f o r    m a n a g i n g    t o m o r r o w
JANUARY 14, 2007
 Letter From
 Message From
The Prime Minister
 Editor's Letter
 The Great Indian
M iddle Class
 India'S Poor
 The Next 15 Years

Flying High
The Indian aviation industry is growing at a rapid pace, thanks to air transport deregulation, emergence of new operators, lower fares and large untapped demand for air travel. The numbers tell an interesting story: India will require an estimated 1,100 aircraft. The average annual passenger traffic growth in India through 2025 is estimated at 7.7 per cent, well above the world average of 4.8 per cent and China's 7.2 per cent.

Bars Of Gold
The global gold industry is flourishing, largely fuelled by Asian demand and a weak US dollar. The boom is probably only halfway through since prices bottomed out in 2000. Since 1800, the boom and bust cycles have averaged about 10 years. While production is down, the value of gold purchased today is up 47 per cent from a year ago. The super-cycle of high metal prices is seen to be spurred largely by demand from China and India. An analysis.
More Net Specials
Business Today,  December 31, 2006
The Incredible Years

In less than 15 years, India has transformed itself from a near basket case to the hottest emerging market story. Blame it on luck or savvy policies, India now seems destined for economic greatness.

"The crisis in the economy is both acute and deep. We have not experienced anything similar in the history of independent India"
Finance Minister Manmohan Singh on the floor of the House, presenting the Budget on July 24, 1991

"Today, when I look back, I am even more convinced that I was correct to observe in my first Budget speech in 1991 that the idea of the emergence of India as a front-ranking economic power house of the world economy was an idea whose time has indeed come"
Prime Minister Manmohan Singh's speech at the World Economic Forum, November 2005

A new India: Reforms have transformed the lives of many Indian families like the Bangalore-based Basrurs

Indeed. The time has come, but what a long walk it has been. Back in 1991, on what appeared to be calm seas, the Indian economy hit a near fatal iceberg. The trigger: A 70 per cent jump in crude import bill and a drop in remittances from West Asia. Tottering on the brink of sovereign default, the country borrowed from international lenders and pledged its gold. "Internally, warning bells were ringing from as early as 1988," says Shankar Acharya, the then Economic Advisor, Finance Ministry. But many ignored it. For, the economy was indeed chugging along, with robust growth witnessed through most of the 80s. The only indicator was one of a mounting fiscal deficit-the difference between government's earnings and spending-in an environment where capital inflows into the country were tightly regulated and industries licensed.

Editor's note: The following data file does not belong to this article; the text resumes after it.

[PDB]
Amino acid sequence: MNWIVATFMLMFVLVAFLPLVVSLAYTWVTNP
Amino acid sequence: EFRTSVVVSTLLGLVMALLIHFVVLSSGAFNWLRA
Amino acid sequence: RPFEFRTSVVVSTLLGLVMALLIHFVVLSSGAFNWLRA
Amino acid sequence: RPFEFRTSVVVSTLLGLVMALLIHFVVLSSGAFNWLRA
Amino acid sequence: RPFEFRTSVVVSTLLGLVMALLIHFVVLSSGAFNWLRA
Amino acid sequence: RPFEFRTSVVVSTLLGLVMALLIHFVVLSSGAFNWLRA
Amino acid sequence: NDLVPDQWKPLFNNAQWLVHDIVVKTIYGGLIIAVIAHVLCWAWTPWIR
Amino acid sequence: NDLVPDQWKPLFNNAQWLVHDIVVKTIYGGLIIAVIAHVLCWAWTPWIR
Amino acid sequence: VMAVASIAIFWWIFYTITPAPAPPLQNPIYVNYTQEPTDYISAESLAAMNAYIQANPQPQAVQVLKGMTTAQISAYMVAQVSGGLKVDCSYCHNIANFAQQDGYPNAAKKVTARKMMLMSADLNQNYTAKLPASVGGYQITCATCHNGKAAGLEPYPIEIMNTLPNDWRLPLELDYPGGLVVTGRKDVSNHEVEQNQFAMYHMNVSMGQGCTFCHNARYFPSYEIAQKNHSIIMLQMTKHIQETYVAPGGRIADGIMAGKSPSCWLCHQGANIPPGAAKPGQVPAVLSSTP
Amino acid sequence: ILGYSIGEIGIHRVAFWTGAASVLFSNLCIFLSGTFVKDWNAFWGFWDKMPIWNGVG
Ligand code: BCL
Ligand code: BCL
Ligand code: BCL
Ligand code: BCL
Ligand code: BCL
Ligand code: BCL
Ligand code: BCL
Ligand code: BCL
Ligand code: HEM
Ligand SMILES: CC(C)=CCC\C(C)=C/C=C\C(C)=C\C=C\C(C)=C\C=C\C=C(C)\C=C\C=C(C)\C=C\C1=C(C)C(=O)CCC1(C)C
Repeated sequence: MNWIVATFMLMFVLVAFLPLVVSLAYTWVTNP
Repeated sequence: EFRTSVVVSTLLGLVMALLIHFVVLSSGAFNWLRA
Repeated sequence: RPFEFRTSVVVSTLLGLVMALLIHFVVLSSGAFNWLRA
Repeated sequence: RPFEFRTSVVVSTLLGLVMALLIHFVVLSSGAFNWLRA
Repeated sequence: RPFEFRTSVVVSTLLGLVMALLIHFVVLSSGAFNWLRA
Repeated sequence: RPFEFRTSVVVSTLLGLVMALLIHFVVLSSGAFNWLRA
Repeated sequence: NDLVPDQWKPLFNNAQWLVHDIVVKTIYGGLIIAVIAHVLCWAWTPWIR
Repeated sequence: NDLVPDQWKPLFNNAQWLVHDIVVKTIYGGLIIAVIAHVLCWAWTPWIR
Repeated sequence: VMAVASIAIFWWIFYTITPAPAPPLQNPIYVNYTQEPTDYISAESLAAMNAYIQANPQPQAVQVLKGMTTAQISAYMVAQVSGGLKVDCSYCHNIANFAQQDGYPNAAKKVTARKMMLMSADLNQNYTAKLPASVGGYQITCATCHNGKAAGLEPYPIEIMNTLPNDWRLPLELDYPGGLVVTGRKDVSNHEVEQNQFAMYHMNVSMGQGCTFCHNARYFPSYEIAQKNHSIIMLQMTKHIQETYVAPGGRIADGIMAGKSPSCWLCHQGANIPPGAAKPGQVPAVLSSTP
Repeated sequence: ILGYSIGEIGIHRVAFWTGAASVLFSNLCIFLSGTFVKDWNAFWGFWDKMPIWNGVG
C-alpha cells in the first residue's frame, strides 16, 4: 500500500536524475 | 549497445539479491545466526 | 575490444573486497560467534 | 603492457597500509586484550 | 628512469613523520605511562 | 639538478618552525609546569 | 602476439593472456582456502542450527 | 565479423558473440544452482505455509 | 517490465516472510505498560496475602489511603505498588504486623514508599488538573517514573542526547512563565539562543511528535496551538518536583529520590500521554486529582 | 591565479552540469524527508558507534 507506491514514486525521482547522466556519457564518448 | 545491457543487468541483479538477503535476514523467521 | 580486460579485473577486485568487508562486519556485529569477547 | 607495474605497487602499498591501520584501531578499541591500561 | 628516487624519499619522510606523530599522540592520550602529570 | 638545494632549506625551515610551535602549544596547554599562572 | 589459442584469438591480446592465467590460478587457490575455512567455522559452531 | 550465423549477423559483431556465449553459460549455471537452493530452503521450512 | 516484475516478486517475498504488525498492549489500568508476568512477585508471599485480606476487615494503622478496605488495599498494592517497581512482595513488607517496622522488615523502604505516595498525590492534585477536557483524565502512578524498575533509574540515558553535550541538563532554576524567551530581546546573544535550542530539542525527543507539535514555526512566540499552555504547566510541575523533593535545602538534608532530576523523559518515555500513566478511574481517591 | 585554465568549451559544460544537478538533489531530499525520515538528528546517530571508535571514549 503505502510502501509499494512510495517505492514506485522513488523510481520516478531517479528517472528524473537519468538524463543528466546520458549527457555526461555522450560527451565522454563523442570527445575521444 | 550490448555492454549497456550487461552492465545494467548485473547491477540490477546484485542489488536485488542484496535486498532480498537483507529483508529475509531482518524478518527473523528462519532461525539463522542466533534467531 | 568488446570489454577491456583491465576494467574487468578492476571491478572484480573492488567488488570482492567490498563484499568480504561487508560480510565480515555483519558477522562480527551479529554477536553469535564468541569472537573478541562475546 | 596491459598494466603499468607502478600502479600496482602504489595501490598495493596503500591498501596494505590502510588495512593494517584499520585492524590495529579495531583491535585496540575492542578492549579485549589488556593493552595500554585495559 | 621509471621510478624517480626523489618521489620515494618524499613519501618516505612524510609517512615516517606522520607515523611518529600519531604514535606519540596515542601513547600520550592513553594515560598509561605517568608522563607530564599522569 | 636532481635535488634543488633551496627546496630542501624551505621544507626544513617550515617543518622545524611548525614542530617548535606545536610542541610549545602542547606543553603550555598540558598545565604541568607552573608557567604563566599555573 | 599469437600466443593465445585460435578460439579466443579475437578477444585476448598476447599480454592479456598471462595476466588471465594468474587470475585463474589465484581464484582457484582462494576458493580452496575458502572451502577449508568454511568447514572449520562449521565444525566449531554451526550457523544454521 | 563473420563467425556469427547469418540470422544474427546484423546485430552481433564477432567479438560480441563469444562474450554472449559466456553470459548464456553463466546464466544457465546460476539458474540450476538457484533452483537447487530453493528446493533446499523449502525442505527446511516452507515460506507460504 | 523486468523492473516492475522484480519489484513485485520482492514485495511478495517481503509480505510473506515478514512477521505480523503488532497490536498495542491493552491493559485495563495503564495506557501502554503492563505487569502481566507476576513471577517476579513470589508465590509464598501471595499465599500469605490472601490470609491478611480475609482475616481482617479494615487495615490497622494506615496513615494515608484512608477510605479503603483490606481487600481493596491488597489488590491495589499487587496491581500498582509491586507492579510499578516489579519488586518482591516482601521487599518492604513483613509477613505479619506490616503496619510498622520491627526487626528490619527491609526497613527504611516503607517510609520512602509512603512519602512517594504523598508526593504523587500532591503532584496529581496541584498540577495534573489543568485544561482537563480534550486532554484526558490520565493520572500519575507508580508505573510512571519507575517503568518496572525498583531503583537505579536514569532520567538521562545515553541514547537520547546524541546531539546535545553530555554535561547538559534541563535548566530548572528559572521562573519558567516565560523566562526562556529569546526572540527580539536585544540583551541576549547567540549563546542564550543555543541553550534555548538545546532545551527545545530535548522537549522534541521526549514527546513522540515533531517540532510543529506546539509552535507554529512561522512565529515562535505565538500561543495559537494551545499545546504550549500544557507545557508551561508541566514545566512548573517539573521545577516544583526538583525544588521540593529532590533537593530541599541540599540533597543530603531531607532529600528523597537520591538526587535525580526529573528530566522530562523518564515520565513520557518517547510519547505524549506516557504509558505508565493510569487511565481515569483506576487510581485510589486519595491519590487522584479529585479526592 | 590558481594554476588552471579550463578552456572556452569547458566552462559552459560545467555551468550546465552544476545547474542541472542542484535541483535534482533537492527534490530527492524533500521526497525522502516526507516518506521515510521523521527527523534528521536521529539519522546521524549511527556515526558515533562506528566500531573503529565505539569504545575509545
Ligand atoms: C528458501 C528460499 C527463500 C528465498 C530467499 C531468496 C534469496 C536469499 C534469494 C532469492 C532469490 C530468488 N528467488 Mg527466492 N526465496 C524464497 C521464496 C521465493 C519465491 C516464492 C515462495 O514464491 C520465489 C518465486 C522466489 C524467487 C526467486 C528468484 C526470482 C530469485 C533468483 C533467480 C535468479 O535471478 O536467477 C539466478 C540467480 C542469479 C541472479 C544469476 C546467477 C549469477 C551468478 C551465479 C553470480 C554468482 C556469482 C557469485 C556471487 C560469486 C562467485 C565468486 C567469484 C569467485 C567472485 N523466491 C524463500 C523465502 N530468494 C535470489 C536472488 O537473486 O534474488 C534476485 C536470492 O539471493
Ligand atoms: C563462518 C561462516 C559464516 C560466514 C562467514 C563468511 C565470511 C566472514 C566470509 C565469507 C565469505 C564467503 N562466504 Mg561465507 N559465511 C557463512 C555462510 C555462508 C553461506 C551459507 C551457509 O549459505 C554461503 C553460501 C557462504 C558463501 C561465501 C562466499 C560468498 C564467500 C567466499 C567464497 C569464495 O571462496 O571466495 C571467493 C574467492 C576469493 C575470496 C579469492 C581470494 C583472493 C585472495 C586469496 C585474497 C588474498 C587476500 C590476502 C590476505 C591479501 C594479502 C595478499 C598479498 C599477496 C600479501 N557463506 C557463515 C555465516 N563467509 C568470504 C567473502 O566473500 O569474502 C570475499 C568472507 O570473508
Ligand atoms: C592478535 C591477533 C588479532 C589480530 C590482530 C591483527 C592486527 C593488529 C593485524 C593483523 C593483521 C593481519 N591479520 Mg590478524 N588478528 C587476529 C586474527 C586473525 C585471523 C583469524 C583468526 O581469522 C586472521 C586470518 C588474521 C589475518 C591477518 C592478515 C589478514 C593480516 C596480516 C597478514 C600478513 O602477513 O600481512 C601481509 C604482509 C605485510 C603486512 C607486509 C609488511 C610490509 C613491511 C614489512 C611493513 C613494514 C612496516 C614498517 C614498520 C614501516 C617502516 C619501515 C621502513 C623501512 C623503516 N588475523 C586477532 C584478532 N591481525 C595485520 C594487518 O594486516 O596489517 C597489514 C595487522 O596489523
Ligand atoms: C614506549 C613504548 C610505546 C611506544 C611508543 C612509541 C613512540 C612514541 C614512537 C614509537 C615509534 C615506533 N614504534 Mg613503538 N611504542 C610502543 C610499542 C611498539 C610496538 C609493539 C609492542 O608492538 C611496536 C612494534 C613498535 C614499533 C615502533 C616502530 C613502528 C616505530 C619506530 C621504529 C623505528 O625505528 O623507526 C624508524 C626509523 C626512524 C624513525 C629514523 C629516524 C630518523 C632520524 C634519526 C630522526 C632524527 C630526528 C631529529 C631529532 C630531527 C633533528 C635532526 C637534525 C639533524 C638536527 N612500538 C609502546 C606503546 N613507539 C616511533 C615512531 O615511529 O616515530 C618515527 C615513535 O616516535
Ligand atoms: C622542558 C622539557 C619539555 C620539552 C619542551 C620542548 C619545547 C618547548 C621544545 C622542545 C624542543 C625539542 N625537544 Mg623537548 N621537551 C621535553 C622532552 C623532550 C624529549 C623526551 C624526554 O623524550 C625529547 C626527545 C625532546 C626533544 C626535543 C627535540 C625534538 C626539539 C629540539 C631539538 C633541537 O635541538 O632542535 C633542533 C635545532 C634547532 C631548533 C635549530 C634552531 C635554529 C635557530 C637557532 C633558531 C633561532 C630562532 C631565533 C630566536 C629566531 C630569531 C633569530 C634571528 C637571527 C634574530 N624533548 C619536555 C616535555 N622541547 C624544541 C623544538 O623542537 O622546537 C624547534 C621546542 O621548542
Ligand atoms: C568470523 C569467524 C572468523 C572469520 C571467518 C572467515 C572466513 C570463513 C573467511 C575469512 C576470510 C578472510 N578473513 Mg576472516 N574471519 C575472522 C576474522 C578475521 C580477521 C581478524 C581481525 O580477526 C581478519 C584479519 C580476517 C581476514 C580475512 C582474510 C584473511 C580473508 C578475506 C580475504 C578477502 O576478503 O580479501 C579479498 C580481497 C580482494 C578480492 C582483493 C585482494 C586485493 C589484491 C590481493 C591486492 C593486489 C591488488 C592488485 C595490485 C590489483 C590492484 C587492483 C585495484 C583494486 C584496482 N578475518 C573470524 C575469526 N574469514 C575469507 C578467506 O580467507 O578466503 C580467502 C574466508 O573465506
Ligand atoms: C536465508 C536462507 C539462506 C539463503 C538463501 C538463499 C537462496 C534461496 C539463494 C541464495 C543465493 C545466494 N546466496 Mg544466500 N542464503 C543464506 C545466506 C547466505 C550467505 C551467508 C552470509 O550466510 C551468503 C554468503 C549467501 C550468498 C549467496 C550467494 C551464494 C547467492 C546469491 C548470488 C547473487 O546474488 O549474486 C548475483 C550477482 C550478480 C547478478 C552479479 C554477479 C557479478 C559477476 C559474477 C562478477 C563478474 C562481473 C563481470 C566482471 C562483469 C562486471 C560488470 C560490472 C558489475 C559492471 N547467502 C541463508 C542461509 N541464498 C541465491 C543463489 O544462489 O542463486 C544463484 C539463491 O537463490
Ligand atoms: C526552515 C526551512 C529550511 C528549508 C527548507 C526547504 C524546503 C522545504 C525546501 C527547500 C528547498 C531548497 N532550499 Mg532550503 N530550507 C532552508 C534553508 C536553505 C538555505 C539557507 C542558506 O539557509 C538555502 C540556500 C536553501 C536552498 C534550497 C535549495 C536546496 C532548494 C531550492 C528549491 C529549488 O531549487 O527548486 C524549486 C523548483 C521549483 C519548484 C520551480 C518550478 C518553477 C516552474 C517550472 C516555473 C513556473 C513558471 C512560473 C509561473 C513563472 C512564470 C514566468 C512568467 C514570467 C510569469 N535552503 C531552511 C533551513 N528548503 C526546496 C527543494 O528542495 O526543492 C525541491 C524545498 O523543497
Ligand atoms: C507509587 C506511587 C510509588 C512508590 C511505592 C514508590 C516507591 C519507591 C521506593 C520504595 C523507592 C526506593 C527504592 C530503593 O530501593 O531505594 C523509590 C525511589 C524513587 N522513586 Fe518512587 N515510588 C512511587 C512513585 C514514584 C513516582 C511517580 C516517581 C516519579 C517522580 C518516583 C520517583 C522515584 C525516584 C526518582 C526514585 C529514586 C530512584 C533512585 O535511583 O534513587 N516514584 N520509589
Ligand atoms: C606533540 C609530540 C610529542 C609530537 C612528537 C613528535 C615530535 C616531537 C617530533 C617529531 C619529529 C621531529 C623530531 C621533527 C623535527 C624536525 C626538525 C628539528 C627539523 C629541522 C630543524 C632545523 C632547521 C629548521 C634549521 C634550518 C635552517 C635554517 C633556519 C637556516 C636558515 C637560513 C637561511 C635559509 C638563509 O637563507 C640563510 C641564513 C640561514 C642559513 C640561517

It did not take long to put out the fire. Foreign exchange reserves rose from an all-time low of $1.1 billion to $5.4 billion by March 1992, with funds accruing from the lenders (IMF: $1.24 billion) as well as India Development Bonds ($1.63 billion). But the crisis provided a momentum for reforms that the Congress government seized upon. In 1991, licensing was done away with in 80 per cent of the industries. The next year, licensing needs for imports were removed, save a few restrictions. A volley of policy measures followed to attract foreign direct investment, portfolio capital and decontrol industries like textiles.

The rest, as they say, is history. By the end of the 90s, India was beginning to look like a very different country. Unexpectedly, services-led by the it industry, which took off following the y2k crisis-started gaining momentum, and by the early 2000s, telecom, financial services and retail had started lending a shoulder. Elsewhere in the world, investors were beginning to take note of India's surging economy. A Goldman Sachs report of October 2003, innocuously called Global Economics Paper No. 99, Dreaming With BRICs: The Path to 2050, made some stunning observations that riveted world attention to four emerging economies. "If things go right, (Brazil, Russia, China, and India) could be larger than G6 in us dollar terms...The list of the world's 10 largest economies may look quite different in 2050. The largest economies in the world (by GDP) may no longer be the richest (by income per capita), making strategic choices for firms more complex," the report said.

"Corruption levels must reduce and There has to be a level playing field"
Rahul Bajaj
Chairman/ Bajaj Auto
"Warning bells for reforms were ringing as early as 1988"
Shankar Acharya
Ex-economic Advisor/ Finance Ministry

Result: India got discovered as much for its low-cost potential as the burgeoning middle class. While global it services companies had begun to feel the heat from Indian vendors starting 2000, slower market growth and stiffer competition were sending manufacturers scurrying to China and India. Suddenly, everyone was interested in the 'India Story'. Foreign institutional investors opened the floodgates to investments in 2003, pumping in nearly $34 billion by the end of 2006. Between 1993 and 2002, FII investment had been half of that ($15 billion). Foreign direct investment surged, too, rising from $6.01 billion in 2002-03 to $6.1 billion in April-October 2006. India, it seems, is the flavour of the decade.

Fruits of a Hard Sell